Black Americans dying from opioid overdoses at a faster rate than whites, report says
An increasing number of Black people in America are dying from opioid overdose deaths, compared with their white peers, a new study has found, suggesting the need for a more pointed “antiracist public health approach” to the crisis.
The rate of opioid overdose deaths has been climbing faster for African-Americans than other groups, a study from the National Institute of Health’s National Institute on Drug Abuse (NIDA) found, in findings published on Thursday.
The project examined data and death certificates from four states — Kentucky, Ohio, Massachusetts, and New York — and then broke down the racial makeup therein.
The findings run against the popular idea of the opioid crisis, often portrayed as hitting white communities particularly hard.
The reasons for the disparity, according to the study’s authors, are diverse. Because of stigmas and a lack of access to healthcare, Black people are both less likely to be prescribed opioids in the first place for their pain, and less likely to get life-saving addiction treatment once they develop difficulties with the drugs.
“If you are Black American and you have an opioid use disorder, you are much less likely to be prescribed medications for opioid use disorder,” Dr Nora Volko, head of NIDA , told NPR. “That’s discrimination.”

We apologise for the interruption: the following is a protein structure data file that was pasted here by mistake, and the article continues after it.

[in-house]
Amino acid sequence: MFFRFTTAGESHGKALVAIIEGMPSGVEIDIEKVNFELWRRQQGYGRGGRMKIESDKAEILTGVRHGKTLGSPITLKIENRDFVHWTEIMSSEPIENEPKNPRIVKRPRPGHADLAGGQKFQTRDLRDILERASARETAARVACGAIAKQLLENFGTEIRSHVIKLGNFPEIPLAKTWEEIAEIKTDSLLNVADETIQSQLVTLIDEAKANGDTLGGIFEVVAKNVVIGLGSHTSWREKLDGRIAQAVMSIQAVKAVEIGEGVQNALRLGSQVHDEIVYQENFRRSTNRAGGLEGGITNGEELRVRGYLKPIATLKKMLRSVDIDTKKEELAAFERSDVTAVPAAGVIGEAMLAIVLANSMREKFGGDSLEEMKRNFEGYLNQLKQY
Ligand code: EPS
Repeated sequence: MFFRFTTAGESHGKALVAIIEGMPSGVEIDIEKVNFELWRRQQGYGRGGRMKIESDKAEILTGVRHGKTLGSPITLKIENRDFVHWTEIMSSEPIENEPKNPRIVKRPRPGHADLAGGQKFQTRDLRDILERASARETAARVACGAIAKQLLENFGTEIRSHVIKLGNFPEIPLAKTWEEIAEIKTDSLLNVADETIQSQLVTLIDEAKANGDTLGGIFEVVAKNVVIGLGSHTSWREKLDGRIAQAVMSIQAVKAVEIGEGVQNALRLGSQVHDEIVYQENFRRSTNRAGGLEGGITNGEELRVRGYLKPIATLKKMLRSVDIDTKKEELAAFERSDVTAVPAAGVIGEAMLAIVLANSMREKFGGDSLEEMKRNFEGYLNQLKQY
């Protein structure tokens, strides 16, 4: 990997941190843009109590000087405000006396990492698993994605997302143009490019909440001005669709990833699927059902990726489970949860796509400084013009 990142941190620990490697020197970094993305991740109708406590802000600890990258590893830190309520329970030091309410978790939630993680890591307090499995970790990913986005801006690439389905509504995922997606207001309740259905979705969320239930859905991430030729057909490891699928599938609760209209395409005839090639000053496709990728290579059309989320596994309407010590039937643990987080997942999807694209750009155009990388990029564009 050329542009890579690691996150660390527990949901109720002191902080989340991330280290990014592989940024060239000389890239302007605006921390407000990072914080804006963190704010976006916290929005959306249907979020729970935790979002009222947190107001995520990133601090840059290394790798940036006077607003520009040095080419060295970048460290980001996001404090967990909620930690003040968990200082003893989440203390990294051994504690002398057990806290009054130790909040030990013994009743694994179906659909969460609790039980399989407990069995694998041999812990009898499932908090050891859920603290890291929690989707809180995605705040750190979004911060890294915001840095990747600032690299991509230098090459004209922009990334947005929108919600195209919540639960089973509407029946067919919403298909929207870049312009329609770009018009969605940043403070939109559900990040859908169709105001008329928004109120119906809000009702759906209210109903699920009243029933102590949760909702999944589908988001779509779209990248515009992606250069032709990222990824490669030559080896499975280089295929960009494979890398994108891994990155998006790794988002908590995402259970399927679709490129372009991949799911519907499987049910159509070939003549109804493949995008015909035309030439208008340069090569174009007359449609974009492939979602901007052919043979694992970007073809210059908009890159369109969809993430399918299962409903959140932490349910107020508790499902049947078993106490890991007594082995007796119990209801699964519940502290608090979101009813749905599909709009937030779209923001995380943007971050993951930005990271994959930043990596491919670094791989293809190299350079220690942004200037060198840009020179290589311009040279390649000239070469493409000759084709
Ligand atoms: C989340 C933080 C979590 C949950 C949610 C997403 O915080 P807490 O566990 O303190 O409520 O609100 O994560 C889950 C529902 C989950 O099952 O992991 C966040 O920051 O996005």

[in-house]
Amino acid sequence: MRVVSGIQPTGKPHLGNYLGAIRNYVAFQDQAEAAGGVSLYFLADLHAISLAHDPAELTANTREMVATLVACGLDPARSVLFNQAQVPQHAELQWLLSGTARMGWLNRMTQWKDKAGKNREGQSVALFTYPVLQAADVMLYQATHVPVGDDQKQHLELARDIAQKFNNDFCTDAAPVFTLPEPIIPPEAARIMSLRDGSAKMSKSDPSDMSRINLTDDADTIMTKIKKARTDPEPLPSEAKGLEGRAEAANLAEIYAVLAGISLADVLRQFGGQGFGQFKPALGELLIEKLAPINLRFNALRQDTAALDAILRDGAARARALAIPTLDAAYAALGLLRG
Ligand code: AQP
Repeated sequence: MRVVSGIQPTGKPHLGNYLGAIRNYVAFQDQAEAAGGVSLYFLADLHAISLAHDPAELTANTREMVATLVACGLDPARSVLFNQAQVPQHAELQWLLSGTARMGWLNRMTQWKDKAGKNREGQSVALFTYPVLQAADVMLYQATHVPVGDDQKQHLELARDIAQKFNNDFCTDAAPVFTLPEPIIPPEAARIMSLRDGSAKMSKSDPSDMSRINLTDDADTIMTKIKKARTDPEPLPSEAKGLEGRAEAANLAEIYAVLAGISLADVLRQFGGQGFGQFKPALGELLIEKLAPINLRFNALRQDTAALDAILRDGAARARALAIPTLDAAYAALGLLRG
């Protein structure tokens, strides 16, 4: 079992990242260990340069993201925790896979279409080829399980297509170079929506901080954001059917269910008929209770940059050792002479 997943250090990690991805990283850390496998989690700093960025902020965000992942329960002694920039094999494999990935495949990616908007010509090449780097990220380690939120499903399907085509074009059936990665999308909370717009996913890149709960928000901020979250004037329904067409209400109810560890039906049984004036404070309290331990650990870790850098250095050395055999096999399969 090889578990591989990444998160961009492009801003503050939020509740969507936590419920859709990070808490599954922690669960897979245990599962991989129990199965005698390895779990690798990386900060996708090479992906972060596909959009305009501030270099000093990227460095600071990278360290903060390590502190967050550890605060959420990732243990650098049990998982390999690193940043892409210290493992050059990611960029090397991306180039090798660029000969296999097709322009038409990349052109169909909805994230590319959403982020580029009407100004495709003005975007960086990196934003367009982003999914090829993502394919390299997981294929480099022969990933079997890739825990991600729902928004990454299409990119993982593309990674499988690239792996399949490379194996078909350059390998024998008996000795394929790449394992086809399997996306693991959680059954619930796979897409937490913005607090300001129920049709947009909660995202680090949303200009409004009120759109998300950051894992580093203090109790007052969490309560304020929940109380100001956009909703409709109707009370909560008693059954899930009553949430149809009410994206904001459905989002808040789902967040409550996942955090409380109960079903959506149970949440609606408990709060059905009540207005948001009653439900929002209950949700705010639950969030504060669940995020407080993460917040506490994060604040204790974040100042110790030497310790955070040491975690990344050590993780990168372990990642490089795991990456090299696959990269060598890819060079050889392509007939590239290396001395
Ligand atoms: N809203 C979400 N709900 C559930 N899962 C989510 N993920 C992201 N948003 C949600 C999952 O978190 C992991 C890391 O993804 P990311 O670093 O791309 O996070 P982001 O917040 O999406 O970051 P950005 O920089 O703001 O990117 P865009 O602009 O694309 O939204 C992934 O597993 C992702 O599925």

The study uses data from before the Covid crisis began, though preliminary data suggests drug overdoses increased overall last year.
The opioid crisis first began to spread in the 1990s, when largely white communities were prescribed an abundance of legal painkillers. As the crisis came to public attention and legal opioids became harder to come by, the main driver of deaths became heroin, which could be purchased on the street. Most recently fentanyl, a powerful synthetic opioid, has begun driving deaths.
Fentanyl was the main driver of opioid overdose deaths for Black Americans, according to the study.
In July, President Joe Biden signed two bills related to the opioid crisis. One piece of legislation, the Dispose Unused Medications and Prescription Opioids Act (DUMP) directs the Department of Veterans Affairs to make it easier for patients to dispose of controlled substances. The other, the Major Medical Facility Authorization Act of 2021, allocates more than $2 billion to for a variety of VA medical centres, many of which help current and former soldiers with opioid abuse treatment.